BY MANFRED KIHN
Think about a typical fire scene. The first unit arrives on the scene with firefighters who are seeing thick, black smoke pouring from the structure and flames shooting out from the windows and doors. Where’s the thermal imager (TI)? Who’s responsible for grabbing the TI off the truck?
Fire suppression is the job most often associated with firefighters. Suppression, control, and safety restoration at the scene are our goals. When lives and property are at risk, we are the first to mount an attack. Having a TI with the crew during a fire attack is critical to meeting our goals.
A TI can help the crew only if someone has it. It can show thermal layers, a safe path for advancement, alternative exits, and the location of the heaviest fire. Using a TI can help you suppress a fire quickly, efficiently, and safely. Fire departments must have a plan in place to deploy the TI during fire attack. If at all possible, a TI should be on the first unit to arrive on the scene. If your TI is arriving on the third or fourth unit, it may be too late to help in the fire attack. It’s also critical that the TI be assigned to a firefighter to ensure it comes off the apparatus. Photos 1 and 2 depict what the crew might see when arriving on a fire scene. Photo 1 shows heat coming from the upper window on the Delta side of the structure. Photo 2 shows heat in the upper windows of the Charlie and Delta side.
1 Photos courtesy of Bullard.
It sounds so simple, but I can’t tell you how many times I’ve heard firefighters tell me that they needed their TI during a fire attack but left it on the truck. Having a plan in place for grabbing the TI off the truck that is compatible with your staffing is a must. Assign the TI to a specific person or seat to ensure it comes off the truck immediately. If you are on the first-arriving piece of apparatus, use the TI to view the structure as you approach. Roll down your window, because your TI cannot see through glass, and start scanning the scene. Areas of excessive heat buildup and the effects of natural ventilation can be quickly and accurately assessed before you get off the truck.
Now, on the scene, use three quick scans with your TI to assess the situation. Scan inside the structure to determine the direction of heat travel, scan the area of origin to help determine the fuel source and room configuration, and then scan after initial suppression to determine spread and ventilation efforts. We now have a plan for taking the TI off the apparatus during fire attack.
Can a TI help with the hoseline advancement? Absolutely! Set some training time aside to practice a few quick drills to help perfect hoseline operations while also helping firefighters become more comfortable with using the TI. Park your apparatus outside the firehouse so your company can practice stretching dry attack lines into the apparatus bay. Assign firefighters to specific seats to ensure that they all get practice leading out the attack line or backing up the line while carrying the TI. Have the hose team practice advancing the line and simulating area scans with the TI. This training helps the crew not only with advancing the hoseline but with realizing the value a TI lends to this fire attack tactic.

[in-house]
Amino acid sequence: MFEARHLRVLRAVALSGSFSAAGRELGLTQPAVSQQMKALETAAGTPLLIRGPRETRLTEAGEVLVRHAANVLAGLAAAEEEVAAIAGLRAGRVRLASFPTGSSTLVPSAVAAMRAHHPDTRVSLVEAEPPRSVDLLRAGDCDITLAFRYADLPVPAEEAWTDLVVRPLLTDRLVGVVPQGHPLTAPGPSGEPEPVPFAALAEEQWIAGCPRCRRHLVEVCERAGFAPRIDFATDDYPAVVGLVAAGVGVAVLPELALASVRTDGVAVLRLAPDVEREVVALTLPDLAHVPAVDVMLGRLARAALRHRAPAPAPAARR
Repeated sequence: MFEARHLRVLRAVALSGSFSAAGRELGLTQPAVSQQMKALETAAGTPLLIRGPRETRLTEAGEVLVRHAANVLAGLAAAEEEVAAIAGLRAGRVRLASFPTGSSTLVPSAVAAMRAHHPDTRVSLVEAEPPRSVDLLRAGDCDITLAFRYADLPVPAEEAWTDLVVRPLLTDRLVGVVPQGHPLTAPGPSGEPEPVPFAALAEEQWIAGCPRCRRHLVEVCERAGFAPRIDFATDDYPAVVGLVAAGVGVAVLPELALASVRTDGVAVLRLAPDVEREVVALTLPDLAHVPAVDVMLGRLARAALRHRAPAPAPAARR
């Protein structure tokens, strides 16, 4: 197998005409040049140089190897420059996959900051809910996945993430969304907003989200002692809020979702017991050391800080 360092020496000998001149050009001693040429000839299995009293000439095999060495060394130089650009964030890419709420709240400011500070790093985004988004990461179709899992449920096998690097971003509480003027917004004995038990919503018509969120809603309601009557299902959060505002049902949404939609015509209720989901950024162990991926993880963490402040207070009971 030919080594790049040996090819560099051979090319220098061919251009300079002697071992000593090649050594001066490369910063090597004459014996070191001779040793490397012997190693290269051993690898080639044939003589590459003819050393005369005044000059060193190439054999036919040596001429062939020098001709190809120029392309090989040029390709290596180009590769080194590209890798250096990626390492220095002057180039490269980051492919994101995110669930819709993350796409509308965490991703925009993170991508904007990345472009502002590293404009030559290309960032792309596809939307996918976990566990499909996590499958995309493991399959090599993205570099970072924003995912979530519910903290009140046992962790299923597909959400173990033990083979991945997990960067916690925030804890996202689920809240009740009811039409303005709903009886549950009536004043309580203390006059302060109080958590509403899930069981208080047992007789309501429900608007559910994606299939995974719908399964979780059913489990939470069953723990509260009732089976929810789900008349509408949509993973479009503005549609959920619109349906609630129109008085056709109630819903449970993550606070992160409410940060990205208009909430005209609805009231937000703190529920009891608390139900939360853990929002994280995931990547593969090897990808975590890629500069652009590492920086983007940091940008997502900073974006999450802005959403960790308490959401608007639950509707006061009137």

As the team advances, the firefighter using the TI cannot stare at the TI display the entire time but should use the TI to orient the team and then secure the TI while helping advance the line. For three- and four-person companies, this assistance on the line is especially important. From a tactical standpoint, it is preferable for any member of the team, except the nozzleman, to carry the TI. Whether it is another member or the company officer who uses the TI, it is better for a backup person to be responsible for this critical tool.
If the hose team uses a TI while advancing the line, it can find its way to the seat of the fire more quickly and, more importantly, more safely. The TI helps the team see objects that they would not otherwise see and allows them to navigate faster and with greater ease.
After practicing hoseline advancement with the TI, think about some of the unique fire risks in your response areas and how they might affect your hose advancement. Are there structures that might require you to bring additional tools? Do you have to reassign tools to ensure that the special tools, including the TI, make it into the structure? Can the designated TI person carry the extra tools as well and still advance the line? How are the extra tools carried to ensure that the TI is easily accessible?
For your TI to help in fire attack, first it must be present, and then it must be used. The TI must come off the apparatus early and often. Having your TI as you arrive on scene and as you exit the apparatus can make a huge operational difference and will undoubtedly help increase the safety of the crew.
Manfred Kihn is a 19-year veteran of the fire service, having served as an ambulance officer, emergency services specialist, firefighter, captain, and fire chief. He has been a member of Bullard’s Emergency Responder team since 2005 and is the company’s fire training specialist for thermal imaging technology. He is certified through the Law Enforcement Thermographers’ Association (LETA) as a thermal imaging instructor and is a recipient of the Ontario Medal for Firefighters Bravery. If you have questions about thermal imaging, you can e-mail him at firstname.lastname@example.org.